Data during the session yesterday included weekly export sales which were strong for corn but middle of the road for wheat and soybeans. Wheat sales totaled 17.2mbu vs. the 17.6mbu needed weekly to hit the USDA forecast. Total commitments are now down 22% from a year ago vs. the USDA calling for a 13% increase. The sales get worse the further one digs as total commitments of 10.207MMT are the lowest all-wheat commitments for this date since 2006 and the second lowest since 1990. Worse yet, commitments as a percent of the USDA’s export forecast at 36.59% are the lowest on record going back to 1990. The average level of sales needed each week moving forward of 17.5mbu remains the fourth largest since 2000. With commitments similar to those of 2006/07, it is interesting to note that 2006/07’s export sales total ended up at 908mbu, very similar to last year’s 901mbu total. This would be nearly 125mbu below USDA’s current forecast. Also worth noting, in 2006/07, we had already sold or shipped 41.05% of the full year forecast vs. just 36.59% this year.
Corn sales totaled 54.5mbu, well above expectations and well above the 34.7mbu needed weekly to hit the USDA forecast. Total export commitments of 651.7mbu are up 50% from a year ago while the USDA is calling for a 1% slowdown y/y. With the short crops in Brazil and Argentina, the United States has the potential to have a record setting corn export season. The 2.425bbu worth of exports in 17/18, which could get larger yet when official Census Shipments are released, are the second largest on record behind 2007/08’s 2.437bbu. Based on the pace with which the US is selling and shipping corn, that record could be in jeopardy. Soybean sales totaled 33.7mbu vs. the 28.8mbu needed weekly to hit the USDA’s export forecast. Total commitments finally slipped below year ago levels, however, with total commitments of 658.9mbu now 7% below year ago levels. This is likely to get worse in coming weeks as last year we sold 37-110mbu per week over the next three weeks.
US wheat is close to connecting on business, thanks in large measure to rallying global wheat values. The most actively traded December contract for Black Sea Wheat futures is up $9/MT over the last week to trade the highest level since August 20th. Paris futures have also rallied, up €7-8/MT over the last several sessions. The lead needs to come from these two markets, otherwise the US risks running away from the business as we’ve done so many times before. FOB values for the US, Black Sea and Europe using bids and futures closes shows US-HRW at $242.88/MT, Paris at $247.60/MT and Black Sea at $245.50/MT all basis December futures. US values need to trade about $10/MT discount to the other origins to compensate for the freight disadvantage. Also worth keeping track of Aussie values which traded to a new record high of A$450.00/MT the night before last before closing the week at A$445.00/MT. These quotes are basis inland Victoria, while W.A. export values would be more like $275/280/MT vs. US-HRW FOB at $240ish.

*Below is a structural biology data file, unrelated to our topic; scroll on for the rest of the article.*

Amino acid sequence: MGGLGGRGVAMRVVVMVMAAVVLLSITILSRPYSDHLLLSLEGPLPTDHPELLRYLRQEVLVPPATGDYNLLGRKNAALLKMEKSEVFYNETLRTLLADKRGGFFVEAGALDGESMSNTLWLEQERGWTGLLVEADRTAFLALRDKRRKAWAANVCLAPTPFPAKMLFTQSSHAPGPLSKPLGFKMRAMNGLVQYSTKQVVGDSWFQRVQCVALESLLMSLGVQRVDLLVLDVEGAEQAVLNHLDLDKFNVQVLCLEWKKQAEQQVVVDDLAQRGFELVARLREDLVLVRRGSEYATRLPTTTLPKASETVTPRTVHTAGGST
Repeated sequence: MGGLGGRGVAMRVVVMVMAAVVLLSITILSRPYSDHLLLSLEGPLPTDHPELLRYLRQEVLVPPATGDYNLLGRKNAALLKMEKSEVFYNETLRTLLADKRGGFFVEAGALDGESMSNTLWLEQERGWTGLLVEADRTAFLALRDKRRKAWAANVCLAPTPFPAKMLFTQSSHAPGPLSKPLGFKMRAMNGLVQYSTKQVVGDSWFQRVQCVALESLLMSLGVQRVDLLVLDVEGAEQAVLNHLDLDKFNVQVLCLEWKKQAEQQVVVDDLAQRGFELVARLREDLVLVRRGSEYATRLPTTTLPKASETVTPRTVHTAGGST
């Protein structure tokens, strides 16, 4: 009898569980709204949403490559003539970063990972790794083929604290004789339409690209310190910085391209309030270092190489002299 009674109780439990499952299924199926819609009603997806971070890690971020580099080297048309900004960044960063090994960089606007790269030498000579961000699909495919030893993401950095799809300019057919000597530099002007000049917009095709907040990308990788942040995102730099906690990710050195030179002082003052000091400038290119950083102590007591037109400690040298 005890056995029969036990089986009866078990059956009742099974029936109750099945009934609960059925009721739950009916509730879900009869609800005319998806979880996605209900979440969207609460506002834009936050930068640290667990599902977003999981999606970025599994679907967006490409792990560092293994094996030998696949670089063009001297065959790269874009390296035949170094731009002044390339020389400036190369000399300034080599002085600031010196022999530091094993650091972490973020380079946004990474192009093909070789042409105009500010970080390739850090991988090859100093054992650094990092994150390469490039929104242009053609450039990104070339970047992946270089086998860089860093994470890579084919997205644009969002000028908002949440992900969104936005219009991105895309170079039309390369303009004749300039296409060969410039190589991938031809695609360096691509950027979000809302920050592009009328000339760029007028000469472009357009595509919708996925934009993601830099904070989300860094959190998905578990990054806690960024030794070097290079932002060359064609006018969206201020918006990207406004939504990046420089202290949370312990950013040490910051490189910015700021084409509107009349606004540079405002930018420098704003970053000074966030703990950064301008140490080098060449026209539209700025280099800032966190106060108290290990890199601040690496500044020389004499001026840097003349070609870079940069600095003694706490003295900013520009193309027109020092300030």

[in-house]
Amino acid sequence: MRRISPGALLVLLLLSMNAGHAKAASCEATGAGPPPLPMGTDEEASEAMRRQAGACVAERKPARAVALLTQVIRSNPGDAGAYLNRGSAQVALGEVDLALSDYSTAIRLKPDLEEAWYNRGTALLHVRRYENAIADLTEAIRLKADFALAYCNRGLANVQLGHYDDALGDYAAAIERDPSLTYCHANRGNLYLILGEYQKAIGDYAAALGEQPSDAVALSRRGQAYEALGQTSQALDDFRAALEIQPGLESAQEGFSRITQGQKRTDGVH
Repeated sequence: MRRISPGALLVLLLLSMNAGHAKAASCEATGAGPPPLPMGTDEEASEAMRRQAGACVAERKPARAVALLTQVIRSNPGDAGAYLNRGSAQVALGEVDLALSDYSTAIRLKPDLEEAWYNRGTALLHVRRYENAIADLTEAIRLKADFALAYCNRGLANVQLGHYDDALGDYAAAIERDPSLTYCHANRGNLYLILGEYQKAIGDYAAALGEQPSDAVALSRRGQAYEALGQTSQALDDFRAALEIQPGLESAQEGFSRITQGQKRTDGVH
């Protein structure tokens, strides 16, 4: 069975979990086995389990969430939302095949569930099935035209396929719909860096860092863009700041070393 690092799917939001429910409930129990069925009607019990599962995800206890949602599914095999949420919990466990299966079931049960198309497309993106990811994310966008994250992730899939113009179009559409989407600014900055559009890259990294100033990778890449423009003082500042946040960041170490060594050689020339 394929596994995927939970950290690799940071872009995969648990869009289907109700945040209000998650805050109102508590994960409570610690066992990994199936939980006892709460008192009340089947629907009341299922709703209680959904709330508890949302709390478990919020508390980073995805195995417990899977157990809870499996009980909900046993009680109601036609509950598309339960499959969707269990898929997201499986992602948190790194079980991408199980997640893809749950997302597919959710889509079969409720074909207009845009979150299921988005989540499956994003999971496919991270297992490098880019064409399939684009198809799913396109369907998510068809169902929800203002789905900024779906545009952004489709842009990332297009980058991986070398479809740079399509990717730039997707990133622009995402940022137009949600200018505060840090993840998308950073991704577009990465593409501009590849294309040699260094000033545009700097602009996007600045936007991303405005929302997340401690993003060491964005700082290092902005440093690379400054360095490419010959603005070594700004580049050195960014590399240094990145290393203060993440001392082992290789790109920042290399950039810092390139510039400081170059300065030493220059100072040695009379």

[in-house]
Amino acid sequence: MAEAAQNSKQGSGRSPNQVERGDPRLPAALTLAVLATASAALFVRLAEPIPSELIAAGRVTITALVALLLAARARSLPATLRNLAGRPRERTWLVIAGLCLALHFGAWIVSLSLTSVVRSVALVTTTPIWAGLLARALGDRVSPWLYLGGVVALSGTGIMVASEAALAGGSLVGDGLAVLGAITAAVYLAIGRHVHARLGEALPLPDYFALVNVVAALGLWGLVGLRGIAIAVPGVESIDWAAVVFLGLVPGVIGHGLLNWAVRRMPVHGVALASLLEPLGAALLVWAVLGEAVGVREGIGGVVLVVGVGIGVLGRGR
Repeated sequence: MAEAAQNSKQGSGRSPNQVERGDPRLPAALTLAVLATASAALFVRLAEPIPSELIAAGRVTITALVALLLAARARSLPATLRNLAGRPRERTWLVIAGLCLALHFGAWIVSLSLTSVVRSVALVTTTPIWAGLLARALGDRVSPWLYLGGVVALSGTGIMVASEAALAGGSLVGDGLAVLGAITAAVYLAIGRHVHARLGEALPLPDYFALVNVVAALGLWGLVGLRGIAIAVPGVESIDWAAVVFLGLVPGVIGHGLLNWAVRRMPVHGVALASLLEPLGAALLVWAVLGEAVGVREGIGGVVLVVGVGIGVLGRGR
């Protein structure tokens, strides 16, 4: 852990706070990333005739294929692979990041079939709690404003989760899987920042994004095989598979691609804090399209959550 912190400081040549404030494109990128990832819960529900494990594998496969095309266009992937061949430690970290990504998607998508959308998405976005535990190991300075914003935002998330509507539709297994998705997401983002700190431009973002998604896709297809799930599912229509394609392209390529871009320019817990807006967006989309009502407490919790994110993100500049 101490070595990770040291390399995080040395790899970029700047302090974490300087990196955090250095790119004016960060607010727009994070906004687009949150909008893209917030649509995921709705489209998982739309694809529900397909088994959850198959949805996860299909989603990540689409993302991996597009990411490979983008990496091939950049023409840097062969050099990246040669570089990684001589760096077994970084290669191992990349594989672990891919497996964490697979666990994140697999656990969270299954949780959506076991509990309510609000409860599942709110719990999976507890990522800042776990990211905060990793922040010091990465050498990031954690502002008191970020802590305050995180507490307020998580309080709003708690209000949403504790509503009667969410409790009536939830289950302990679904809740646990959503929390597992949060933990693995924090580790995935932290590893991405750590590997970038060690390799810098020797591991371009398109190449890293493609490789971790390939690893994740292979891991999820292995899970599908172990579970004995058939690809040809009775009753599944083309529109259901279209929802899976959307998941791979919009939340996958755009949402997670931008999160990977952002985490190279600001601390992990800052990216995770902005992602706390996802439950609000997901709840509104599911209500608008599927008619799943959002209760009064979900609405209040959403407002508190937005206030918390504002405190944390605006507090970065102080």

Bottom Line: Our markets made a good effort yesterday at trying to put seasonal lows in and allow a relief rally. Harvest will be delayed this week, keeping cash off the market a little longer. The system is going to be taxed the way it is, so stringing harvest out a little bit isn’t going to be the worst idea. If seasonal lows have been set, also recognize that many of the fall rallies put their highs in during October before giving back part of the rally into Nov/Dec expiration. If a rally presents itself, make sure orders are in place.
Good Luck Today.